Reaffirming the centrality of quality education, we called for “continuing and expanding our support for African-centered independent schools through joining their boards, enrolling our children, being concerned and active parents, donating time, services and monies to them and working in various other ways to insure that they provide the highest level of culturally-rooted education.” Likewise, we stressed “intensifying and broadening the struggle for quality public education through heightened parental concern and involvement and social activism which insist on a responsible administration, professional and committed teachers, continuing faculty and staff development; safe, pleasant, encouraging and fully-equipped campuses and an inclusive and culture-respecting curriculum which stresses mastery of knowledge as well as critical thinking, academic excellence, social responsibility and an expanded sense of human possibility.”

Moreover, we committed to “continuing and reinforced efforts to reduce and eliminate negative media approaches to and portrayals of Black life and culture; to organize a sustained and effective support for positive models, messages and works; and to expand support for and development of an independent media.” We stressed too the need for “strengthening and supporting organizations and institutions of the Black community concerned with the uplifting and liberation of our people by joining as families and persons, volunteering service, giving donations and providing and insisting on the best leadership possible.” Furthermore, we called for “building appropriate alliances with other peoples of color, supporting their liberation struggles and just demands and engaging in mutually supportive and mutually beneficial activities to create and sustain a just and good society.” Likewise, emphasis was placed on “standing in solidarity with other African peoples and other Third World peoples in their struggles to free themselves, harness their human and material resources and live full and meaningful lives.”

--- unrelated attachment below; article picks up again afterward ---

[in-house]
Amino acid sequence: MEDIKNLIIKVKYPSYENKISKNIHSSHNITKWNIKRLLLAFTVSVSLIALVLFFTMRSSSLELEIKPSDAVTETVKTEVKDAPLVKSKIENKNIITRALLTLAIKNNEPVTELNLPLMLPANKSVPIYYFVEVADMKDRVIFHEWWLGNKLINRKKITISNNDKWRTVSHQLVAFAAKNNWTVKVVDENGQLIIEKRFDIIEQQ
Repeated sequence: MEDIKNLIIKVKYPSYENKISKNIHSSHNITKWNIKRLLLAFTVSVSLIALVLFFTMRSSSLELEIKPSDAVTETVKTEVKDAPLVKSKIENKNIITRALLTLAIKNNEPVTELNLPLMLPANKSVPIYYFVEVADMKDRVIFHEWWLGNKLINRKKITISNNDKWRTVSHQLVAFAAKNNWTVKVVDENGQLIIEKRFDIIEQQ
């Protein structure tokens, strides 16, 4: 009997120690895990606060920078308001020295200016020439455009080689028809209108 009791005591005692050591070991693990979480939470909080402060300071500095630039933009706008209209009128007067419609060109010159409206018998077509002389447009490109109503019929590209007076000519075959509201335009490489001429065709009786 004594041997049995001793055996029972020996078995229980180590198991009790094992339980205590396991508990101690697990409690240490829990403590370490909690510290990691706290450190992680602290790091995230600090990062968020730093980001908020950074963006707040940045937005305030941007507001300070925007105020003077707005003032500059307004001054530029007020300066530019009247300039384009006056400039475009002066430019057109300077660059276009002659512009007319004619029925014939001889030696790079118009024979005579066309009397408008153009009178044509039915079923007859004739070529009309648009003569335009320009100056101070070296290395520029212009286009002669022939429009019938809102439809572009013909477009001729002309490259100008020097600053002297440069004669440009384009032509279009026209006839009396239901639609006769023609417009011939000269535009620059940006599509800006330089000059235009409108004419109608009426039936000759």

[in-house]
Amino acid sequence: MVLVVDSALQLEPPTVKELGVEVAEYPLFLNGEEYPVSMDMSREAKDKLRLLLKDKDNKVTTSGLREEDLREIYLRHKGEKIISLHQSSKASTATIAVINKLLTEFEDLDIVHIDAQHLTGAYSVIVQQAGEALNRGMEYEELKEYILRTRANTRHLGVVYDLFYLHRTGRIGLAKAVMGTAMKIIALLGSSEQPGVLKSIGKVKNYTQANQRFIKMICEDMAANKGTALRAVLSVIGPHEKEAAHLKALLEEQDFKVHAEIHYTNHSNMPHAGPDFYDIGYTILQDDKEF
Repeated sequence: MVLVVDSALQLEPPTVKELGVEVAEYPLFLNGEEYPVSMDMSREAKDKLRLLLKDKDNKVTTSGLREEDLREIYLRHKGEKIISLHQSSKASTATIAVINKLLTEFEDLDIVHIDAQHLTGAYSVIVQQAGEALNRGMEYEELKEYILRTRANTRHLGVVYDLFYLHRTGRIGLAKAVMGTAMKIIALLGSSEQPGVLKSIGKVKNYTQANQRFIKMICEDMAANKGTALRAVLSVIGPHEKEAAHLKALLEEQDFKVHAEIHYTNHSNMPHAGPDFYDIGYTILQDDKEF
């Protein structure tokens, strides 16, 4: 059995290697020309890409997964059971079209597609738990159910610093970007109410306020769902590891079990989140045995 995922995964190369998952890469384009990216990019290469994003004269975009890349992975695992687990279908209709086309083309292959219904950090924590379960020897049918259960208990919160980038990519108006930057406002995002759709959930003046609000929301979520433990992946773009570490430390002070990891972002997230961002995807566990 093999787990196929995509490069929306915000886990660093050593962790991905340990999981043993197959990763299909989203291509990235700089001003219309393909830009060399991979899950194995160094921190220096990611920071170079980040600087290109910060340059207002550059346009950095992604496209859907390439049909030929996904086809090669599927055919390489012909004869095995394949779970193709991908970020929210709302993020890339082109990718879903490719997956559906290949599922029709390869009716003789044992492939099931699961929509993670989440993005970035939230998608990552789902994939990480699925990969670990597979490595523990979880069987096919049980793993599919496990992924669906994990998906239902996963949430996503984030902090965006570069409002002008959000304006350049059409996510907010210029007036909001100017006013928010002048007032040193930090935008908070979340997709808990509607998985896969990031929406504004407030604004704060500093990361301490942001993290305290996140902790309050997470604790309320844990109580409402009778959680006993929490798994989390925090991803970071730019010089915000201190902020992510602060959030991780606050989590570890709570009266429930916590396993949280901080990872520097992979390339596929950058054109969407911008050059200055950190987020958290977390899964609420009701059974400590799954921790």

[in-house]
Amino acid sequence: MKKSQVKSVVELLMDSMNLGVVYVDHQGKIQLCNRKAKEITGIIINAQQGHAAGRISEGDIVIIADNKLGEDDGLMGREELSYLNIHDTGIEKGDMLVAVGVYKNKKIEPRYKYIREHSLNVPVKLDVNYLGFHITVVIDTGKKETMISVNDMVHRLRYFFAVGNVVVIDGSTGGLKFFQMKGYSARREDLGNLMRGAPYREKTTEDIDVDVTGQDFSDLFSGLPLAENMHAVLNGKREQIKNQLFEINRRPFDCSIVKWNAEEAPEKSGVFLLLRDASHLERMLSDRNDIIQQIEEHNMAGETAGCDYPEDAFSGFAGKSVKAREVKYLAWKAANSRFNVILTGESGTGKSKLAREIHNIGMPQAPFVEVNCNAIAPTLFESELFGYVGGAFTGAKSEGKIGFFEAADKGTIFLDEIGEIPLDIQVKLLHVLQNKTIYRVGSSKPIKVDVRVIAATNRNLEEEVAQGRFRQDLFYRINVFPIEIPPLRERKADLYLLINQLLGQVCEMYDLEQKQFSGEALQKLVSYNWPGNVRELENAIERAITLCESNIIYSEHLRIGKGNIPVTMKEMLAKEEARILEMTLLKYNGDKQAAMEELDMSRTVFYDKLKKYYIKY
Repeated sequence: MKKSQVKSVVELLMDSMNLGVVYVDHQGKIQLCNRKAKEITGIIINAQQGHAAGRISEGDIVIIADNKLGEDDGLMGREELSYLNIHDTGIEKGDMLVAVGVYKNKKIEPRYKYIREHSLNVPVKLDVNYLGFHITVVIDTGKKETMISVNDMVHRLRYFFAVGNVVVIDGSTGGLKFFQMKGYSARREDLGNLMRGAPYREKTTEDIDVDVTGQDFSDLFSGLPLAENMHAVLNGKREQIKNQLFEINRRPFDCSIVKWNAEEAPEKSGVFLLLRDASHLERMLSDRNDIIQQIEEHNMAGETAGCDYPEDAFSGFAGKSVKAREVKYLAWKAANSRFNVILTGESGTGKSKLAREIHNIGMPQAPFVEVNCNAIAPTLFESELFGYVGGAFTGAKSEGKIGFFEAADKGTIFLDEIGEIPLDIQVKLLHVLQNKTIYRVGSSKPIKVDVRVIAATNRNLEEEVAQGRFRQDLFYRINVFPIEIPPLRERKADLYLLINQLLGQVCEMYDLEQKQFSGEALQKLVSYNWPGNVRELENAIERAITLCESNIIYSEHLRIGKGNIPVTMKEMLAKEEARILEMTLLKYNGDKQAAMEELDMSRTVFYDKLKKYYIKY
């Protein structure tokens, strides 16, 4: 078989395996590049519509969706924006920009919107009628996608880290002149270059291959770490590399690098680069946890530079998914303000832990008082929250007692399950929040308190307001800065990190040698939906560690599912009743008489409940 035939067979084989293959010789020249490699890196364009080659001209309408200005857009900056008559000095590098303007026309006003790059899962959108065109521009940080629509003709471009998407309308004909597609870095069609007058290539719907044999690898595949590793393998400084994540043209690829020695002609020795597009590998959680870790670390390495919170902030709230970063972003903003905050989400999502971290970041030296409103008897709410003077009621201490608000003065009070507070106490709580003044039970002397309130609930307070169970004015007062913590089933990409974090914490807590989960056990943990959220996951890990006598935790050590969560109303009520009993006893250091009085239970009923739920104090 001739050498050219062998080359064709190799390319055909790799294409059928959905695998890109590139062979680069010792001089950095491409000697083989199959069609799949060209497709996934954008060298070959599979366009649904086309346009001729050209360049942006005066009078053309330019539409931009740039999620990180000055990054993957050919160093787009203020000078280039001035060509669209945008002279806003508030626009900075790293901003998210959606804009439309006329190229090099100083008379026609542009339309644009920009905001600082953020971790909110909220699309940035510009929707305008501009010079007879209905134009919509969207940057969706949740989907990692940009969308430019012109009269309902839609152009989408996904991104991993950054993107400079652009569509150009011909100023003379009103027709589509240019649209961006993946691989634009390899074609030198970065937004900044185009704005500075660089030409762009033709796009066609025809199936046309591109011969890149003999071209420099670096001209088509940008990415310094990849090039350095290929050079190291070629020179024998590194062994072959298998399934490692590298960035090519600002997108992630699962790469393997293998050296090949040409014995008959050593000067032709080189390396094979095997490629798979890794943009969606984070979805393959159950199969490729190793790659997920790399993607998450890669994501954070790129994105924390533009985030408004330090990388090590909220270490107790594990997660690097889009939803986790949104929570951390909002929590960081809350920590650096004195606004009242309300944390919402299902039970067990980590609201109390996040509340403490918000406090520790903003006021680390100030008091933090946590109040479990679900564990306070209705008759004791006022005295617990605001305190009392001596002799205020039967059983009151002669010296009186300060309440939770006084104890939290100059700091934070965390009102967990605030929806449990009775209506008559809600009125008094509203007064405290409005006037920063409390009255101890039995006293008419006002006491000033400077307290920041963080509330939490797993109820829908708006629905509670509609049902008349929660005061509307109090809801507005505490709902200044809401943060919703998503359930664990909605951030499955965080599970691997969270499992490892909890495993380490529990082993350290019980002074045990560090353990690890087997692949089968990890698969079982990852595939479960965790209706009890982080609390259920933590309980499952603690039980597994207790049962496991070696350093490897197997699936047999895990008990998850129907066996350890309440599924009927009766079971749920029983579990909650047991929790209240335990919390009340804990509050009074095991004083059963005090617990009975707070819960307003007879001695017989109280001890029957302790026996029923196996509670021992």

We cited as important also our “reaffirming in the most positive ways the value and indispensability of the spiritual and ethical grounding of our people in accomplishing the historical tasks confronting us. . .living the best of our traditions ourselves and challenging other members and the leadership to do likewise and constantly insisting that our faith communities give the best of what we have to offer to build the moral community and just society we struggle for as a people”

Finally, we called for “embracing and practicing a common set of principles that reaffirm and strengthen family, community and culture, The Nguzo Saba (The Seven Principles): Umoja (Unity); Kujichagulia (Self-Determination); Ujima (Collective Work and Responsibility); Ujamaa (Cooperative Economics); Nia (Purpose); Kuumba (Creativity) and Imani (Faith).” This, we reasoned, serves as a core commitment in our struggle to radically transform society and ourselves in the process, and to forge a new history and future for humankind worthy of the name and history African.

Dr. Maulana Karenga, Professor and Chair of Africana Studies, California State University-Long Beach; Executive Director, African American Cultural Center (Us); Creator of Kwanzaa; and author of Kwanzaa: A Celebration of Family, Community and Culture and Introduction to Black Studies, 4th Edition,


Dr. Maulana Karenga

Dr. Maulana Karenga, Professor and Chair of Africana Studies, California State University-Long Beach; Executive Director, African American Cultural Center (Us); Creator of Kwanzaa; and author of Kwanzaa: A Celebration of Family, Community and Culture, The Message and Meaning of Kwanzaa: Bringing Good Into the World and Essays on Struggle: Position and Analysis,;;